What’s to be said that hasn’t already been said? You already know Black Panther got 15/15 on the Her Story Arc Feminist Review Scale! Instead of a traditional review, here is a discussion of the amazing aspects of the movie, and further reading from black writers, filmmakers, and critics. This article is spoiler-free, but I can’t guarantee the ones I’ve linked to are as well.
Not offensive to women = 1/1 pt/Features a woman as the main protagonist and/or supporting character = 2/2 pts/Passes the Bechdel-Wallace test = 3/3 pts
I’d like to talk about the feeling of safety going into the movie. Like Wonder Woman (the inevitable comparison as the only other major feminist superhero movie), I had high hopes walking into the theater. But with Wonder Woman, my excitement was tinged with worry that the movie would not live up to my very high feminist bar. As you know, a movie can feature a woman main character and still be offensive to women.
I had no such trepidation going into Black Panther. Part of that confidence was the good reviews I’d heard going in. I saw it a week after it came out so I was fully on the hype train. But more importantly, I think knowing there would be multiple female characters helped. There was no pressure on a single woman character to be The One representative for all women.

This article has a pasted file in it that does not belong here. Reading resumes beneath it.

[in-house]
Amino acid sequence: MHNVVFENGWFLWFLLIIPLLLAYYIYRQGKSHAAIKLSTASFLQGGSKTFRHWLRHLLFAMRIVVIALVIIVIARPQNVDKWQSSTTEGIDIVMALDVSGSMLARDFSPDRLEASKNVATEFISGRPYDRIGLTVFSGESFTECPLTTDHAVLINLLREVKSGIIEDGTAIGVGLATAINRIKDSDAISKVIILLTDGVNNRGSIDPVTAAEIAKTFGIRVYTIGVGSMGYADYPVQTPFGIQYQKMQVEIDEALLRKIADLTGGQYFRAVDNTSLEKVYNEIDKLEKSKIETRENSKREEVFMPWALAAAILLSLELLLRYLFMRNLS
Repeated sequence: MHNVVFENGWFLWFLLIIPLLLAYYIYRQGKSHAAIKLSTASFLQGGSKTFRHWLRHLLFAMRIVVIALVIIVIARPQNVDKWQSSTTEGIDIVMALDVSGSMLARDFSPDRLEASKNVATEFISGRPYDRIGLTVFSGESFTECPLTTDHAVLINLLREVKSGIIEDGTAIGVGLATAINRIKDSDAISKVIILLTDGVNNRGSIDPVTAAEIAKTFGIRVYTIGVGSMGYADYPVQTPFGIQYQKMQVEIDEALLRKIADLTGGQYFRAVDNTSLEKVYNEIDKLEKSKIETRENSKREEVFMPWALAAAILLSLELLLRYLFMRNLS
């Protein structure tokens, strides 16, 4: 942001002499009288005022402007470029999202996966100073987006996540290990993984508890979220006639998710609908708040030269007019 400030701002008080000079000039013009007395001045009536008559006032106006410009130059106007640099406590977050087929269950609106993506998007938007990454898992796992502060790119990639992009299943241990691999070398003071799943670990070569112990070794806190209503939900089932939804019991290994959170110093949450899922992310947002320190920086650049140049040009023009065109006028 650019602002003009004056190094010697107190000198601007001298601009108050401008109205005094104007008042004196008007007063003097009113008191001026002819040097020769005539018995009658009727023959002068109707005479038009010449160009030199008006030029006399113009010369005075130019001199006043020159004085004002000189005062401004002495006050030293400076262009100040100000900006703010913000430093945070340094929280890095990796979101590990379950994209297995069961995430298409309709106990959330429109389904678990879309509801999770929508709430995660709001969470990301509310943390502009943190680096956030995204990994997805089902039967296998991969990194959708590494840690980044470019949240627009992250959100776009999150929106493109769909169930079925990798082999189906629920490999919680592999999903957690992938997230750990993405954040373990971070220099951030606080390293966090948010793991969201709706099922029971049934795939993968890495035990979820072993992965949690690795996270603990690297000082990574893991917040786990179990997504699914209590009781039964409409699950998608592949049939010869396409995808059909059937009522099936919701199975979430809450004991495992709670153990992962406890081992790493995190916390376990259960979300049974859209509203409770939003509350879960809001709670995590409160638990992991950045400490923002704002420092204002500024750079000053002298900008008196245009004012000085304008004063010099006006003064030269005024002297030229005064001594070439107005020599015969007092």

And then Black Panther took each woman character and went above and beyond. How did it accomplish this? By passing the Bechdel-Wallace test over and over again. The movie gave the side characters space to develop their characters in relation to the movie’s theme, and to carry their own stories. While these character developments are inextricably linked to the male main character, they deal with difficult questions that give depth to female characters that could have easily been flimsy tropes.
Artistic and/or Entertaining = 4/4 pts
The plot of Black Panther was serviceable. See TV Tropes for the full run-down of well-worn plot points, from “The Wise Prince” to the “Shut Up Kiss”. I didn’t have a problem with the simple plot. Did Black Panther have to reinvent the wheel? No. People came to the theater for a comic book film and they got one. The real power, and what everyone is talking about, are the trappings. The diversity of the actors from throughout the African diaspora. The representation of different tribes, based on real tribal customs. Killmonger’s motivations– and how they came from a world we can easily see around us, and how tragic that is.
Above and Beyond General Media = 5/5 pts
What does Wakanda mean to Black people? Read it in their own words. You’ll get why this film is above and beyond:
And an important counterpoint: Black Panther Is Not the Movie We Deserve by Christopher LeBron
Want more from F-BOM? Sign up for our newsletter!